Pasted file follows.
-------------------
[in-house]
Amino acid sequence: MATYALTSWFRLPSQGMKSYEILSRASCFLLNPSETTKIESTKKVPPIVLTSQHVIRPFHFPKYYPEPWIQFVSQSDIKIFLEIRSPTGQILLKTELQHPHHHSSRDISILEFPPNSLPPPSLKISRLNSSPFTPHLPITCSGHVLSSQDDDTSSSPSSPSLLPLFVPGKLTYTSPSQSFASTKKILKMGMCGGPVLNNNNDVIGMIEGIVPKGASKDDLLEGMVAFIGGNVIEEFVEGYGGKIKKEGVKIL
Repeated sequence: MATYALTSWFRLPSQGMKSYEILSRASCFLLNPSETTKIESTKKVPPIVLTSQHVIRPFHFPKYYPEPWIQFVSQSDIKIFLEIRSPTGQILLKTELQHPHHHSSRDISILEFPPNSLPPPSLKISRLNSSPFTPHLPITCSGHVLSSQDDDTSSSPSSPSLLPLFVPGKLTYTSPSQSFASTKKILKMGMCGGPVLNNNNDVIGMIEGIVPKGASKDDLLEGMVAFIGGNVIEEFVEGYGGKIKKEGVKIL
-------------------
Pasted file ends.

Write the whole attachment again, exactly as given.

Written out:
[in-house]
Amino acid sequence: MATYALTSWFRLPSQGMKSYEILSRASCFLLNPSETTKIESTKKVPPIVLTSQHVIRPFHFPKYYPEPWIQFVSQSDIKIFLEIRSPTGQILLKTELQHPHHHSSRDISILEFPPNSLPPPSLKISRLNSSPFTPHLPITCSGHVLSSQDDDTSSSPSSPSLLPLFVPGKLTYTSPSQSFASTKKILKMGMCGGPVLNNNNDVIGMIEGIVPKGASKDDLLEGMVAFIGGNVIEEFVEGYGGKIKKEGVKIL
Repeated sequence: MATYALTSWFRLPSQGMKSYEILSRASCFLLNPSETTKIESTKKVPPIVLTSQHVIRPFHFPKYYPEPWIQFVSQSDIKIFLEIRSPTGQILLKTELQHPHHHSSRDISILEFPPNSLPPPSLKISRLNSSPFTPHLPITCSGHVLSSQDDDTSSSPSSPSLLPLFVPGKLTYTSPSQSFASTKKILKMGMCGGPVLNNNNDVIGMIEGIVPKGASKDDLLEGMVAFIGGNVIEEFVEGYGGKIKKEGVKIL